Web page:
The political leadership has had to contend with these issues, and at the same time deal with the impressions created in the eyes of the public when disagreement with donors ruptures donor/government relations.
Leadership and Accountability
A discussion on the role of political leadership cannot be complete without treating the twin issues of accountability and transparency. Here while a number of systems have been put in place to ensure and acceptable degree of both issues after the conflict, questions remain regarding the political will, the administrative capacity, and the resources required to make these systems effective.
Before the conflict, the confidence in political leaders had been eroded by blatant evidence of abuse of power, nepotism and a general lowering of integrity and ethics. When the then head of state, Siaka Stevens remarked that a cow is expected to feed where it is tethered, this was the green light for widespread pilfering of public assets. Combine with this, the impunity of the leadership that spanned a long period of time – over thirty years – will give an insight into the extent of the crisis of leadership in the country.
The election of the former UN official led to the adoption of measures to deal with issues of integrity, ethics and accountability. There was a Commission set up to deal with Corruption; there was a clear attempt to deal with impunity as some high officials were arraigned in court; the police force was given a face-lift by the appointment of British Technical Assistance officer until a Sierra Leonean was hand-picked and trained to replace him; and above all there were impressive strides in public financial management.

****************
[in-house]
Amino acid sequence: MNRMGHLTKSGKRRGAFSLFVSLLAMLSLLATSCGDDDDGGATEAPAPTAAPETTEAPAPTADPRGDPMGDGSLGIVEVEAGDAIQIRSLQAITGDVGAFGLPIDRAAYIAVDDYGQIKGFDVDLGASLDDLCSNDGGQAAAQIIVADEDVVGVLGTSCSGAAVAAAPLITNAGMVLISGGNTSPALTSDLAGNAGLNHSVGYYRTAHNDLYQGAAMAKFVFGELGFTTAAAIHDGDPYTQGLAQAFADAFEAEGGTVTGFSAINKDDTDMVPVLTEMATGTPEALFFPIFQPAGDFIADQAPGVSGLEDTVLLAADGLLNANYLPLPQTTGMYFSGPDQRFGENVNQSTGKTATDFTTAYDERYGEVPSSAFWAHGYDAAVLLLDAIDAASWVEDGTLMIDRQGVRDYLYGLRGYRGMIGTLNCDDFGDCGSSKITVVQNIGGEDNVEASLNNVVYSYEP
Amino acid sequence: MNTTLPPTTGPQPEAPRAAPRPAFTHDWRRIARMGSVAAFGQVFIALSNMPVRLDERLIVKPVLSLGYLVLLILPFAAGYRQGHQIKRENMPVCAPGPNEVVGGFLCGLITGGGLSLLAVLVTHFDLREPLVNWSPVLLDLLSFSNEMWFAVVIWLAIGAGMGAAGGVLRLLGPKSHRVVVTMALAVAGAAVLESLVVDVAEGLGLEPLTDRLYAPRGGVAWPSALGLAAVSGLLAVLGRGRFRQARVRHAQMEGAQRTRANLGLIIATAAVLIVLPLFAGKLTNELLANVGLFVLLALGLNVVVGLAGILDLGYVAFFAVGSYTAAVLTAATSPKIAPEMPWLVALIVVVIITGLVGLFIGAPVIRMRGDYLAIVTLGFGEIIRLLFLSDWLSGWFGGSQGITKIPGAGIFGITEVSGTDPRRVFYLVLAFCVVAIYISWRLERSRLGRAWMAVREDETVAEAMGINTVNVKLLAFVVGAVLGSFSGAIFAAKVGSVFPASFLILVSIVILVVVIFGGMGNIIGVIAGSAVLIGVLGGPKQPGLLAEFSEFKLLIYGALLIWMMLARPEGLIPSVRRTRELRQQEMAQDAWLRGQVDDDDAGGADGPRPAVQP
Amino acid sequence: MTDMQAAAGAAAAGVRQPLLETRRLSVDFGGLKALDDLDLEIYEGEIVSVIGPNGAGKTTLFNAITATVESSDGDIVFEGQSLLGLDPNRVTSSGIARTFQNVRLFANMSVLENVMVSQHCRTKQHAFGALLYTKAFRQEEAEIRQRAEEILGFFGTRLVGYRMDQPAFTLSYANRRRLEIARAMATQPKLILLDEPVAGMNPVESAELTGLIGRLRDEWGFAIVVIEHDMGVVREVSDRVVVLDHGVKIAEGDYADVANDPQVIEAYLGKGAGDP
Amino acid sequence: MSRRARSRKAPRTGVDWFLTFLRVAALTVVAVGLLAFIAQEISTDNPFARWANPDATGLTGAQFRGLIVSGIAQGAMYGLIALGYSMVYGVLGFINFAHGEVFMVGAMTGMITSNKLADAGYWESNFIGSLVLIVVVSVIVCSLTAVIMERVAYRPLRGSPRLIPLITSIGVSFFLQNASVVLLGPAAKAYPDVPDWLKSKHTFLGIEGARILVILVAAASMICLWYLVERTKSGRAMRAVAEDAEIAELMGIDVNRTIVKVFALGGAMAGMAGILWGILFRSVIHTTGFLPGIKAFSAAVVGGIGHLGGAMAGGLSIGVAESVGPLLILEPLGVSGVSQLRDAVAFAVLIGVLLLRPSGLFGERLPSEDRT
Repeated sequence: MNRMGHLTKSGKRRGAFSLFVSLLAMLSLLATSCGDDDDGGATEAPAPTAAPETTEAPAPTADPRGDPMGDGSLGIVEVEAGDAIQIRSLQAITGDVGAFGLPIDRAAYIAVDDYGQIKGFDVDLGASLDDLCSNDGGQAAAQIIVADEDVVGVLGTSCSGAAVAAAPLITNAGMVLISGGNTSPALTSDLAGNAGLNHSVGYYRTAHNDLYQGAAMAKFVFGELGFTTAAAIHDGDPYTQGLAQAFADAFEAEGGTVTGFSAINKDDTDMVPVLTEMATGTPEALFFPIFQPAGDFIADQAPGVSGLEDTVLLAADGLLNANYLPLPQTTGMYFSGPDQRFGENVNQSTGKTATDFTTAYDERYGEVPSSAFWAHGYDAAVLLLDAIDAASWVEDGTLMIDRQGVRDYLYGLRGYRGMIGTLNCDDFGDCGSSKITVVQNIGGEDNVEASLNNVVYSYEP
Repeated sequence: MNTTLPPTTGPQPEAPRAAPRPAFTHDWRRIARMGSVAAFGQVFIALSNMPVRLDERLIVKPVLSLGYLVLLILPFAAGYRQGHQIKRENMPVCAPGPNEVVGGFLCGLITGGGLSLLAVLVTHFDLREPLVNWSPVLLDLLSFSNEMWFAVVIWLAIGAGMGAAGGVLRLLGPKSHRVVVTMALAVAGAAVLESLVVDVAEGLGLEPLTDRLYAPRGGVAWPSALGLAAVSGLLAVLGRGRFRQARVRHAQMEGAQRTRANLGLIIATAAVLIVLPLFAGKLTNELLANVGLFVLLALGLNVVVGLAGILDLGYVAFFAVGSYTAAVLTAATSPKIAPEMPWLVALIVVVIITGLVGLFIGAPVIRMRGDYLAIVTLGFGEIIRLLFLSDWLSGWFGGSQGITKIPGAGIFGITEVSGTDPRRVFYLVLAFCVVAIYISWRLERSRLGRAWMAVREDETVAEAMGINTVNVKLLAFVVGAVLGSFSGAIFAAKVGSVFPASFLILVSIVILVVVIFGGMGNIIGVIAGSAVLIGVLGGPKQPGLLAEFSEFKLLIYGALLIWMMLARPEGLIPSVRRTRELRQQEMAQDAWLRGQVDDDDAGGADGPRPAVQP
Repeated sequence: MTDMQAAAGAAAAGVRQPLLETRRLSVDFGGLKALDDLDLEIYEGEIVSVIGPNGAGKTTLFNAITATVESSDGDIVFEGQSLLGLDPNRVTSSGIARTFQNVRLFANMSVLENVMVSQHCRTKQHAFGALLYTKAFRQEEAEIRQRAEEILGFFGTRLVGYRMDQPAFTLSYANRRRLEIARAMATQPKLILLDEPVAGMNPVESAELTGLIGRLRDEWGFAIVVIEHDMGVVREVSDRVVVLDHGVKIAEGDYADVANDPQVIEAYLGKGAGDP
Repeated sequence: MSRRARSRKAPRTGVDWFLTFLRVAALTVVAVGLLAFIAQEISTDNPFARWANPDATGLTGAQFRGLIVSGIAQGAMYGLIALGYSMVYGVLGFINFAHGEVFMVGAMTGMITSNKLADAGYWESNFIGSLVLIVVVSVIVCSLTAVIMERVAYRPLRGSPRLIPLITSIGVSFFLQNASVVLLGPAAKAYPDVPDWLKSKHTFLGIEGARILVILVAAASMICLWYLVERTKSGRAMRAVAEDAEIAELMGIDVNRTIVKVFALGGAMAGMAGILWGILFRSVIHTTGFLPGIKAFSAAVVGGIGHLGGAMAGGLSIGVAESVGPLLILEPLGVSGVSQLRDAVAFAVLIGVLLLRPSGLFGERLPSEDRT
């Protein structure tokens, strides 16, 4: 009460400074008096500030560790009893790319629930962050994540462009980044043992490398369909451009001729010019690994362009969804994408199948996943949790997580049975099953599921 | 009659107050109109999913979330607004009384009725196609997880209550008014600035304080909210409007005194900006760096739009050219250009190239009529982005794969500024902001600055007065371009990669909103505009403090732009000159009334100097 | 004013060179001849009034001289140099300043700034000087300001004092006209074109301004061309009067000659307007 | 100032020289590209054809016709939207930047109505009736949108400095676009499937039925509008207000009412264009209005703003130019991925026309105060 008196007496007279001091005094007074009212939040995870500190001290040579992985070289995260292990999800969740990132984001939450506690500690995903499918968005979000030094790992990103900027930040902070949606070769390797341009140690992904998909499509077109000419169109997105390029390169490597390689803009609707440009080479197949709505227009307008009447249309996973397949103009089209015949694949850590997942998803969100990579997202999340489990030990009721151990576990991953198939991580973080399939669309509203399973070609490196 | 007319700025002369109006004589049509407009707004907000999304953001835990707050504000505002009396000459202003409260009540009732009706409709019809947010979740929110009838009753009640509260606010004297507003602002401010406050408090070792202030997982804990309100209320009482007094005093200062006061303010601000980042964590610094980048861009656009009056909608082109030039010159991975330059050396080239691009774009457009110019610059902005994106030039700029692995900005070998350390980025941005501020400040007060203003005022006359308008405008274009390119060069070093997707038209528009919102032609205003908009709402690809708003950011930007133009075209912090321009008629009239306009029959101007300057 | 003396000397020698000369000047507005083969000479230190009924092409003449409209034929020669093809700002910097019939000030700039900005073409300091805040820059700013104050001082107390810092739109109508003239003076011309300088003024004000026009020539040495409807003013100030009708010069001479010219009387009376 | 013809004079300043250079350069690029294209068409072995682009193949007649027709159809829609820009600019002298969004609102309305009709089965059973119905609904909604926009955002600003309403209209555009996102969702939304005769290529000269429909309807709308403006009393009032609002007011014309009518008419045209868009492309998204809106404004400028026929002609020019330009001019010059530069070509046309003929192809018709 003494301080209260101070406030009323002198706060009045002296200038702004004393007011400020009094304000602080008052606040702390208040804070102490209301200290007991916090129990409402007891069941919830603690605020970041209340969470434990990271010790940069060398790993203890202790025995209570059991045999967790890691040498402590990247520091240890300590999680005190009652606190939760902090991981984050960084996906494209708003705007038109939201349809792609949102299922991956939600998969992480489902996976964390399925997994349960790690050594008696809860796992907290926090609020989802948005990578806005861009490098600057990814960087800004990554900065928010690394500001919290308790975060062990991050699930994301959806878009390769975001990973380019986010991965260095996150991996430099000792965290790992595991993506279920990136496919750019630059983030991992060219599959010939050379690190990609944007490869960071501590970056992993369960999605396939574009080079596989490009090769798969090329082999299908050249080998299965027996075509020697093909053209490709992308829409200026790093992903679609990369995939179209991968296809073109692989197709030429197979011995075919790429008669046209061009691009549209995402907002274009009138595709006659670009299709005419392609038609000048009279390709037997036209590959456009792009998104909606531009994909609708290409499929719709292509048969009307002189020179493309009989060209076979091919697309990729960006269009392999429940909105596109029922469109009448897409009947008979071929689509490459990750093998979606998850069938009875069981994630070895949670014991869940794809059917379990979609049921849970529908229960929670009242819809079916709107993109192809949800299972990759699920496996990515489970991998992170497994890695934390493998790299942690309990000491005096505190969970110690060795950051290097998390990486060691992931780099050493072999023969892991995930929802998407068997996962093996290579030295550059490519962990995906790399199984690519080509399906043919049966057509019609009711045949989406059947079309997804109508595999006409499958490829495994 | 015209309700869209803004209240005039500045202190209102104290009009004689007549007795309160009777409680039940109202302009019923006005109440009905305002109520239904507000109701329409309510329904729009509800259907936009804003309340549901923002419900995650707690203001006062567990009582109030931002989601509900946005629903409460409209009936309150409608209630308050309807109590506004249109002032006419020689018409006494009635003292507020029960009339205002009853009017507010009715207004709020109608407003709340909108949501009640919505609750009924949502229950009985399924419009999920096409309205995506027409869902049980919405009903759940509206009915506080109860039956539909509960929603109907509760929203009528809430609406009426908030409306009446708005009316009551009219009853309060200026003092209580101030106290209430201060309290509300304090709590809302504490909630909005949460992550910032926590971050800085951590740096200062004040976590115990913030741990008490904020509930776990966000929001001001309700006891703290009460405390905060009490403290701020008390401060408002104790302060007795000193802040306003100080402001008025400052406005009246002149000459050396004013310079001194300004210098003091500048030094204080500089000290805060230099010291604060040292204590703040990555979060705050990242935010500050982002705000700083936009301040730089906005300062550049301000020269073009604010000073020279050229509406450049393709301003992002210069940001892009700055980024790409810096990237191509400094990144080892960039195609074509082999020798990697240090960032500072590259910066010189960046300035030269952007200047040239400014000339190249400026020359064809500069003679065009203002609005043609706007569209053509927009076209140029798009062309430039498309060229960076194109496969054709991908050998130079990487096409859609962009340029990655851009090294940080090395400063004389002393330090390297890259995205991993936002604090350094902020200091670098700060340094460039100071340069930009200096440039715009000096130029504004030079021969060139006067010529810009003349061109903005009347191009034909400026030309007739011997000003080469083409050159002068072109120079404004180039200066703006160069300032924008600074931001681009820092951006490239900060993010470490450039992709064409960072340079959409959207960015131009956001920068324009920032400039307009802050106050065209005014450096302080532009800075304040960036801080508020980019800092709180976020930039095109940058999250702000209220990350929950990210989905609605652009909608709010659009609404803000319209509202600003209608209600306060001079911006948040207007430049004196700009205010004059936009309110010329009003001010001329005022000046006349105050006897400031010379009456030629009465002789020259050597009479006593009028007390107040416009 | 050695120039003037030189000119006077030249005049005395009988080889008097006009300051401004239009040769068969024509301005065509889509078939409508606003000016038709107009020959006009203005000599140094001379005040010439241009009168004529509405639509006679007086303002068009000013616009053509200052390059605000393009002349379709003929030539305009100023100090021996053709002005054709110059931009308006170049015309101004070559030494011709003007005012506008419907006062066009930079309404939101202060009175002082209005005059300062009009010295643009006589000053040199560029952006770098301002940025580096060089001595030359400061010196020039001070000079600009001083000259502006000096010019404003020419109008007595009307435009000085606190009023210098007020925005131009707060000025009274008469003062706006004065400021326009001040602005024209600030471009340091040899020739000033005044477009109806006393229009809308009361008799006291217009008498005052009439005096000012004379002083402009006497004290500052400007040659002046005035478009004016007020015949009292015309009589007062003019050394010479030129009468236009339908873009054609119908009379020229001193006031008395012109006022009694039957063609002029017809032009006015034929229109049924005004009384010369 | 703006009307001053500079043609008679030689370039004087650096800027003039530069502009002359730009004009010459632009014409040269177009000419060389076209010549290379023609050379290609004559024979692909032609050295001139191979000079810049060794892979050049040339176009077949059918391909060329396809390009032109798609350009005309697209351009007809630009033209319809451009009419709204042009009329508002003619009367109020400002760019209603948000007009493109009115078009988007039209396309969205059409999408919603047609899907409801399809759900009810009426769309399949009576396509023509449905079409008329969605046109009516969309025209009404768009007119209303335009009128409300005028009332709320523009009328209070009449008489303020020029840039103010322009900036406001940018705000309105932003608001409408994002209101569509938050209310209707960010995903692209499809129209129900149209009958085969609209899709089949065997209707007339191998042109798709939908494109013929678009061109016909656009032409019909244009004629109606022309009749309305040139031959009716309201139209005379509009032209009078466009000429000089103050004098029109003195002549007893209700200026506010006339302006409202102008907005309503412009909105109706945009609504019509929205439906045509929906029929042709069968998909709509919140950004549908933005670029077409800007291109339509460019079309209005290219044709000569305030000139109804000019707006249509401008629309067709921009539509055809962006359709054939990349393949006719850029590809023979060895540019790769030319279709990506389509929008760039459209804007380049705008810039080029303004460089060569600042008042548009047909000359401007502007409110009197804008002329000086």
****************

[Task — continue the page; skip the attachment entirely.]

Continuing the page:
These measures are taking a long time for the effects to be felt and are therefore seen by some as inadequate and unappreciated by the population, not least because they have not been accompanied by a major improvement in the delivery of key services. Thus although there were major improvements in the number of schools built and teachers received their salaries, other areas experienced major shortfalls. Electricity production fell to an all time low of 130 GW hr in 2005 and declined to less than 30GW hr in 2006. Sanitation was a problem until the end of 2006, the decentralization was experiencing teething problems, etc.
The relative ineffectiveness of the anti corruption measures taken so far can be explained partly by capacity weaknesses in the police and judiciary. In 2006, successful high-profile cases of corrupt officials were few and far between. Although new procurement laws have been adopted, compliance to the new rules is increasing only slowly.
Information systems for accountability